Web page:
Hard times push poverty to all corners of Scotland

Ferguslie in Paisley which was deemed most deprived area in Scotland. Picture: Wattie Cheung
Ferguslie in Paisley which was deemed most deprived area in Scotland. Picture: Wattie Cheung
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SCOTLAND’S poorest areas are now spread far more widely throughout the country, with fewer blackspots in major cities.

• Paisley’s Ferguslie Park the most deprived area of Scotland with Craiglockhart the least

Ferguslie Park in Paisley one of the most deprived areas in Scotland

Ferguslie Park in Paisley one of the most deprived areas in Scotland

• Glasgow neighbourhoods of Possil Park, Keppochhill, Parkhead West and Barrowfield all in top five most deprived areas.

• Fewer people resident in deprived areas living in deprivation themselves

The Ferguslie Park area of Paisley is the most deprived neighbourhood of Scotland, while Edinburgh’s Craiglockhart is the least, according to the Scottish Index of Multiple Deprivation 2012.

Soaring jobless levels across the country are among the reasons behind the increasing spread of poorer areas. Experts are now warning that the situation is likely to worsen as the impact of looming welfare cuts starts to bite, thwarting the life prospects of thousands of Scots.

Dr John McKendrick, a senior lecturer in Social Policy at Glasgow Caledonian University, said the problems go back “generations”. “All the evidence shows that the problems of poverty are on the increase,” he said.

“As you might expect when financial times are tough, then there’s a whole set of problems that arise from that and poverty intensifies.”

But the problems are not only a result of the downturn which has only served to intensify the problems, he said.

“We have a target to eradicate child poverty by 2020 and we weren’t on course to eradicate that when the economic times were good. Now that the economic times are bad, everybody acknowledges that target is not going to be met,” he said. “We must avoid coming to the conclusion that Scotland’s poverty is simply down to a temporary block in the economy. It’s much deeper than that. There’s a structural problem that has been there for generations.”

Glasgow, Edinburgh and Aberdeen have all seen relatively large falls in their share of the country’s poorest areas between 2009 and 2012, the index reveals.

But the Glasgow neighbourhoods of Possil Park, Keppochhill, Parkhead West and Barrowfield are all in the top five most deprived areas of Scotland.

There are 742,200 people living in the 15 per cent poorest areas of Scotland, the index shows, but only a third of these are actually living in deprivation themselves, the figures show.

Deputy First Minister Nicola Sturgeon said that independence would give the Scottish Government the powers to drive down deprivation levels.

She said: “The regeneration of our deprived and disadvantaged communities is a key priority for this government. Since 2008, we have invested £121.9 million in Urban Regeneration Companies to drive this change, helping to create more than 2,000 jobs and 900 training places.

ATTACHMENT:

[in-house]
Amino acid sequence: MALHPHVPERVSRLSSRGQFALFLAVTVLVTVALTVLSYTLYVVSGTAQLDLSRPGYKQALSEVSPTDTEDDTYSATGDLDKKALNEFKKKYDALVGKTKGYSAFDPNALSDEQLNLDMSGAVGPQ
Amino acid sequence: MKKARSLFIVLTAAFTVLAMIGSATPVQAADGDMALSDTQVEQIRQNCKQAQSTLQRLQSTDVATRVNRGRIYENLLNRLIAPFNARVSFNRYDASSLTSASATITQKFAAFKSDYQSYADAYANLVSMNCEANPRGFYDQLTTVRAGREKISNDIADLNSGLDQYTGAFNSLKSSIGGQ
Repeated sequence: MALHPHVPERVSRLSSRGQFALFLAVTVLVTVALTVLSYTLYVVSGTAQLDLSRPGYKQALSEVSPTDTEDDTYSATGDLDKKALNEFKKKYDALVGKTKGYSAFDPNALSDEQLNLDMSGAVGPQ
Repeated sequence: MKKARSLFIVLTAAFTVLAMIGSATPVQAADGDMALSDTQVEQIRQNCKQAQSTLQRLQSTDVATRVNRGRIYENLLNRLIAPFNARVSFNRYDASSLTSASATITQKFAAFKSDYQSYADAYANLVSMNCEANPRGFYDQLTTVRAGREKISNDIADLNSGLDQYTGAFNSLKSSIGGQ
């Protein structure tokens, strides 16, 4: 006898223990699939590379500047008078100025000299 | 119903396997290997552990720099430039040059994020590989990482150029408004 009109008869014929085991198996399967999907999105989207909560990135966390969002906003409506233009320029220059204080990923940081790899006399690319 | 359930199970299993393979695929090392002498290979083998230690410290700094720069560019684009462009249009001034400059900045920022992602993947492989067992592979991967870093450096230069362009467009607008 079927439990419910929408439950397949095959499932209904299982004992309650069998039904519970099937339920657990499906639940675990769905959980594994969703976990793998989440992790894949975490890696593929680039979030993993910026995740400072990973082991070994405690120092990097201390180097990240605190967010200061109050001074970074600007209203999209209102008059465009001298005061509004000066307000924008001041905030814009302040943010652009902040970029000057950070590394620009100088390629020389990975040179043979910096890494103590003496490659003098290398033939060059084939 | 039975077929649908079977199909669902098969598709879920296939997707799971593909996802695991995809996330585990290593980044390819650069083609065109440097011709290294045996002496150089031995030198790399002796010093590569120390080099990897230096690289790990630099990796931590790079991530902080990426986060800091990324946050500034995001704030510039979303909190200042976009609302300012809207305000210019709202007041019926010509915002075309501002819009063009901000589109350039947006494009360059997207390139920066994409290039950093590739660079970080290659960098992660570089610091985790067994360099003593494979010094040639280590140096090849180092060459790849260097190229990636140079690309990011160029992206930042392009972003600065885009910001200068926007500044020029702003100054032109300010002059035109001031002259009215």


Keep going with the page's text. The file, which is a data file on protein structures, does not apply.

“It is only by bringing the powers home and by being independent that we can build the nation that we all want, driving down the levels of deprivation in Scotland. You can only guarantee social justice if you have the powers to deliver it.”

The index itself is a comparison between different areas of Scotland, but does not specifically measure whether deprivation generally is increasing or decreasing compared with previous years. The term multiple deprivation describes a measurement of employment, income, health, education, access to services, crime and housing.

The results span 6,505 small neighbourhood “domains” across Scotland. In 2004, almost half of the worst 10 per cent areas were in Glasgow. The new report shows that proportion dropped to just over a third.

While the concentration dropped in Glasgow, Edinburgh, West Lothian, Aberdeen and South Lanarkshire, it increased in North Lanarkshire, Fife, Renfrewshire and East Ayrshire.

Peter Kelly of the Poverty Alliance said that any “redistribution” of poverty is a cause for concern, but said poverty levels in Scotland have “flatlined” in recent years. However, he added: “That situation will change as the impact of the big changes in welfare start to filter through. We just can’t see how we can avoid an increase in poverty, particularly in child poverty.”

John Dickie of the child poverty action group in Scotland called for action to address the situation. He said: “It’s vital to remember that behind this complex-seeming data are tens of thousands of children whose education, health and life chances are being systematically damaged by low income, poor housing, lack of jobs and inadequate access to services.”

Liberal Democrat health and housing spokesperson Jim Hume said: “The SNP government must make sure that people are not abandoned simply because they do not live within typical pockets of poverty.”

Most Deprived

1 Paisley Ferguslie, Renfrewshire

2 Possilpark, Glasgow City

3 Keppochhill, Glasgow City

4 Paisley Ferguslie, Renfrewshire

5 Parkhead West and Barrowfield, Glasgow City

6 Drumry East, Glasgow City

7 Parkhead and Barrowfield, Glasgow City

8 Paisley Ferguslie, Renfrewshire

9 Craigneuk Wishaw, North Lanarkshire

10 North Barlarnark and Easterhouse South, Glasgow City

11 Central Easterhouse, Glasgow City

12 Larkhall, Lightburn and Queenslie South, Glasgow City

13 Drumchapel North, Glasgow City

14 Carnwardric West, Glasgow City

15 Cliftonville South, North Lanarkshire

The index measures more then 6,500 “domains” across Scotland, with many areas split into more than one micro neighbourhood, meaning some places like Ferguslie in Paisley gets several mentions.

Least Deprived

Craiglockhart, Edinburgh City